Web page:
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There were already a few tributes to Orlando.

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I discovered later that I had narrowly missed the protests there (I also narrowly missed the protests in Montparnasse, by deciding entirely at random that I did not, in the end, need to visit a particular chocolatier on one of the streets where I later learned there had been violent protests.).

The Hugo museum has one floor devoted to the man himself, and another devoted to his descendants, who number in their ranks journalists, artists, photographers and musicians, among other arty things.  It’s an accomplished family.

On the street where he lived.

On the street where he lived.

It’s a lovely museum, but a sad one.  Both his daughters had rather tragic lives – one died very young, shortly after her marriage, when the boat she was in capsized (her husband died trying to save her).  The other, a promising musician and composer, went off the rails at this point, fell unrequitedly in love, ran away from home, and eventually returned, only to be locked up in a lunatic asylum. And Hugo’s son died quite young, too.  Hugo wound up raising his grandchildren, and seems to have been an attentive grandparent.

This is the one who died young.

This is the one who died young.

I did rather like this portrait in old age of Hugo’s mistress of 50 years.

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Finally, I returned to Jacques Genin, for a final afternoon tea before leaving.  There was, alas, no lemon and basil tart on the menu, but the caramel walnut tart was almost as good and the fresh raspberry juice was sublime.  I decided that it was absolutely necessary that my penfriend try the beetroot and capsicum and other strange pectin jellies, so I bought some of those to take and share too.

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I did not really need dinner after that, so I went home, and began rather sadly packing.  I had some thoughts about locking my suitcase up at the Gare de l’Est and then making a quick visit to Vincennes in the morning before heading to Reims, but then I received my penfriend’s message and started wondering if any of this was a good idea.

I presented my hostess with the chocolates I had bought her, and she was so very excited – she knows what MOF means on chocolate, and also, there was a ladybird ‘qui porte bonheur’, and she liked that, too.  She immediately had to show the chocolates off to her daughter, who was visiting.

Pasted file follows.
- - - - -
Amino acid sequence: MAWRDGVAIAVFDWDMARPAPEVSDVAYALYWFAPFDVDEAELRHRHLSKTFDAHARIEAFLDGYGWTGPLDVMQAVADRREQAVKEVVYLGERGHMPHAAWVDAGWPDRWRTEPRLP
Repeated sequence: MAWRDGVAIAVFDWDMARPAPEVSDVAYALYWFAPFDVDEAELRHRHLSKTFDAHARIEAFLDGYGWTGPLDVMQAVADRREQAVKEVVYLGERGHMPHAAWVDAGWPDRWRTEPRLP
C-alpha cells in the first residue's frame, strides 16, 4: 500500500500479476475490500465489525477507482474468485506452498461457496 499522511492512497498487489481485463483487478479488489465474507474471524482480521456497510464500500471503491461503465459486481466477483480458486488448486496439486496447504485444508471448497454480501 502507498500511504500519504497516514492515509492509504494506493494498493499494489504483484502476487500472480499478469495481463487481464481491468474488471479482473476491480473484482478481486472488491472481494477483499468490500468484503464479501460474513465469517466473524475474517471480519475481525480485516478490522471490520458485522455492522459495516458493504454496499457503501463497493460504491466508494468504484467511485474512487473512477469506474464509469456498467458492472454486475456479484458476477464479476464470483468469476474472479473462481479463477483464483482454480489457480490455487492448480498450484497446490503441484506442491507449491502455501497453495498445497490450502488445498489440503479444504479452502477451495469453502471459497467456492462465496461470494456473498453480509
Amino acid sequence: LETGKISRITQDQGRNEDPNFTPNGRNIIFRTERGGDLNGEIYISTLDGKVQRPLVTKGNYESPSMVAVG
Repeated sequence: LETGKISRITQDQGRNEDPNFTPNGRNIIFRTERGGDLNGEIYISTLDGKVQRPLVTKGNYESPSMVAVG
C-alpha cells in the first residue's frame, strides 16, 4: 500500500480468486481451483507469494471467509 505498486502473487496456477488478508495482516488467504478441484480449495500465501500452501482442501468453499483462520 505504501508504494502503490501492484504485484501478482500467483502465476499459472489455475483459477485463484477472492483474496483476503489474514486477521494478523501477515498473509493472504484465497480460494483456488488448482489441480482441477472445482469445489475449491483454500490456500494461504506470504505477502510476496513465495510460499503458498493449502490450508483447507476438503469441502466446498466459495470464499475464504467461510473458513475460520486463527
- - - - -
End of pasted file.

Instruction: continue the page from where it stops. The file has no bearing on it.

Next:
Babushkas in the Marais.

Babushkas in the Marais.

And so to bed.

This morning, I got up early, and read more news about the strikes, and then I texted my friend and asked how she would feel if I turned up this afternoon rather than Friday.  She was all for it, and so I started working out how to cancel all my bookings for Reims.

My hostess walked me to my bus stop today, and waited to be sure I got on the right one.  She seemed very concerned that I might somehow get lost or confused by the buses.  (I think she has been underestimating my age by at least a decade, probably more, possibly because she is the sort of person who makes me go into ‘nice young lady’ mode.)

The bus goes directly to Gare de l’Est, and it was surprisingly easy to change my booking.  There was no time for Vincennes in the end, so I’ll save that for next time.

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And that brings me to now, where the police are just coming up the aisle.  No, they aren’t onto me – we’re about to cross the border into Germany.  My passport will be required.

… Or perhaps not – they only seem to be checking the passports of people with darker skin than mine.  Not subtle, and nobody seems surprised by this.  I find this rather horrifying, frankly. It’s a rather bitter note on which to cross the border…But in a few hours, I will be seeing one of my dearest and oldest friends, who I don’t get to see anywhere near often enough, and that will be wonderful.

I have to say, that thought hasn’t stopped me from getting teary at leaving Paris.  I love this city so much.

Au revoir, la France!  A bientôt!

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4 responses to “Travel Post: Paris with many parks and a fond farewell

  1. I loved the Marais. Arts et Metiers is definitely on the list for next time!

  2. Thank you very much for sharing all your adventures! It’s lovely [quoique fatigant] to follow along.

    🙂

  3. I now want to go on the ex-train park. Looks lovely.